If Sims hadn’t been used like he has thus far in 2020, he probably would have been in the conversation for me. But he’s been a 20-pitch guy for the last two weeks, and has been a go-to option for Bell in the bullpen. If you’re going to go with an opener and just try to piece together a full on bullpen day, I can get behind that. But the team has Tejay Antone and Jose De Leon and I think I’d rather just roll with either of them and see what happens and save a guy like Sims with the hopes he can be used later in the game (or a different game for that matter) with a lead and more leverage.
Mahle is scheduled to go, if it does not rain
I’m torn. I personally think that Bauer would be fine. I think he has trained to the degree that he would be fine. I also think that some of the comments from Bauer, noted in your article were taken a bit out of context. I believe Bauer was referring to being physically tired due to the challenge he faced on the mound, with not having his really good stuff. Further, if he was physically tired from pitching, it may have also been due to him heating it up in warm-ups less than 24 hours earlier. With that said, I don’t know for sure. If Bauer doesn’t go though, I would agree with Antone being the guy because he’s well rested, and in his only appearance went 4.5 innings. Yes, it’s good to go deep into the playoffs, but getting there is priority number one, and a Bauer on 1 day less rest is better than Atone, or any of the other options.
I saw all 9 minutes of the interview. I don’t believe that I missed the context.
But even if it were, I still think it’s a bad idea to take a guy who wasn’t 100% his last outing because of a messed up routine and then follow that up by pitching him on short rest that will once again mess with his routine. It just seems risky for no actual reason. If the Reds had to give a start to Alex Blandino, maybe the risk there makes more sense. With what the team has as far as other options, though, it’s just a tough sell for me that it’s a good idea.
Has there been any word on Robert Stephenson? Getting him back in the pen will help. Losing Bowman sure makes the Nate Jones pickup look good.
It’s certainly possible I could have missed an update on Stephenson, but I haven’t seen one.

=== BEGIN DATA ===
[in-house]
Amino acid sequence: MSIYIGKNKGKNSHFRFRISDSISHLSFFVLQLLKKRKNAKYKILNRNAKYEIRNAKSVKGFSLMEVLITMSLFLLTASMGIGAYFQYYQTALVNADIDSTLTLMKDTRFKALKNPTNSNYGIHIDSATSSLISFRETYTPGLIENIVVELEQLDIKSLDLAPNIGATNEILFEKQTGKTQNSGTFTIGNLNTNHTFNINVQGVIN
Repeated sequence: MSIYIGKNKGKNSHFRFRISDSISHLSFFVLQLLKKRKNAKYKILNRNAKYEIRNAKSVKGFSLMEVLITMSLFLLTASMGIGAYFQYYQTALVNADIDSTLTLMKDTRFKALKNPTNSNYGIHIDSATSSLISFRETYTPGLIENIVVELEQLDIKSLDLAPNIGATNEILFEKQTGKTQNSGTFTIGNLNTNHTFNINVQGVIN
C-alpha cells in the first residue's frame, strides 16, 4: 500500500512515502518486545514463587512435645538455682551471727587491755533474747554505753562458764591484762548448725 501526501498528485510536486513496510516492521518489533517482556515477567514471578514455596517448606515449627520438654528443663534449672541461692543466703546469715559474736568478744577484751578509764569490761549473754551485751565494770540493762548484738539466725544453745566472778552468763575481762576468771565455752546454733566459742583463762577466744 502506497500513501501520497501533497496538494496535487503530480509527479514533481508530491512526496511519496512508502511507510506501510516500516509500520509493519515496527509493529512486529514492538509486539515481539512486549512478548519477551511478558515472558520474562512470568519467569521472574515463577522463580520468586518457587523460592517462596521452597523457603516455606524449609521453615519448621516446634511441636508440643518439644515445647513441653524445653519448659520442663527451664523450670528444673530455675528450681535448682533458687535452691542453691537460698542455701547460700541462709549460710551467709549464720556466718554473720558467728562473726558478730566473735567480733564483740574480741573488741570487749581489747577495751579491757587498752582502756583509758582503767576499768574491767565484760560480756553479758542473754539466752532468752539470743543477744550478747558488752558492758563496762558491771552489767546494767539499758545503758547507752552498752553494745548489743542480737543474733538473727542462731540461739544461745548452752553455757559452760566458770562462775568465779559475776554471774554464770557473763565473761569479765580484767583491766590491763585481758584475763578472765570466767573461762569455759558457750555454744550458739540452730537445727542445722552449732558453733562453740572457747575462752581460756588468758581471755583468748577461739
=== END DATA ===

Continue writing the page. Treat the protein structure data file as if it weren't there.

I think Bauer should pitch Thursday if he wants to. He definitely wasn’t 100% last start and he said that himself. If he was able to get back on his routine yesterday then I don’t see any reason to worry about him pitching on short rest. His trust in bio-mechanics should theoretically make him less likely to get hurt, because he’s using his body the correct way instead of forcing movements that would eventually result in injury. In the end I feel Bauer is a vet that should get to make this decision.
Pitching while not 100% leads to forcing movements and other things (ligaments, muscles, tendons) being stressed further than usual.
Throwing him on short rest isn’t getting him back on routine. Routine is pitching on 4 days rest.
Doesn’t seem like a good idea to me.Other options to go to as has been mentioned.Bauer knows himself better then anybody so it may come down to what he wants to do but at some point he must get back to pitching every 5th day.After the fiasco in Detroit seems like he should be pushed out until Friday.
I completely agree with you, but again I feel this is Bauer’s decision more than the Reds. If he says he can go you trust that and go with it. A lot of variables are going on in this situation and in the end you trust the guy that’s got to throw the ball. 162 game season management has more of a reason to step in. That’s just my opinion though. Will be very interesting to see what direction they go.
It should NEVER be the players decision because they are ALWAYS going to want to go. They want to win. They’ll do just about anything to win. It’s a part of what makes them great – that desire to push themselves (on top of God given athletic skills, of course). You have to take that choice away from them because they’ll always choose to go, to play, to push through, even when it’s not a good idea.
You do want to protect a player from themselves. Although we are seeing more and more players listening to their bodies and sitting out. May not be as many in baseball, but the CoVid opt outs show players choosing their health (and family) above winning at all costs. Trevor seems to be one who knows his body well, but now is not the time to test it.
I think the manager may just know a little more than us arm chair pitching coaches. ..really not that big a deal unless this is a field filler article
David Bell just told the media that Trevor Bauer won’t be starting on short rest on Thursday. He may do so sometime this season, but now isn’t the time.
That sets up what I believe is an ideal situation of Bauer-Gray-DeSclafani starting in the three games this weekend against a tough divisional foe in Milwaukee.
Bauer and Harang aren’t even in the same stratosphere when comparing the two when it comes to training and understanding the deep technical side of pitching. Not the best comparison.
Trevor Bauer’s arm isn’t made any differently than Aaron Harang’s arm. Tendons, ligaments, muscles – they still work the same way when throwing a baseball.
That’s the way to go I agree.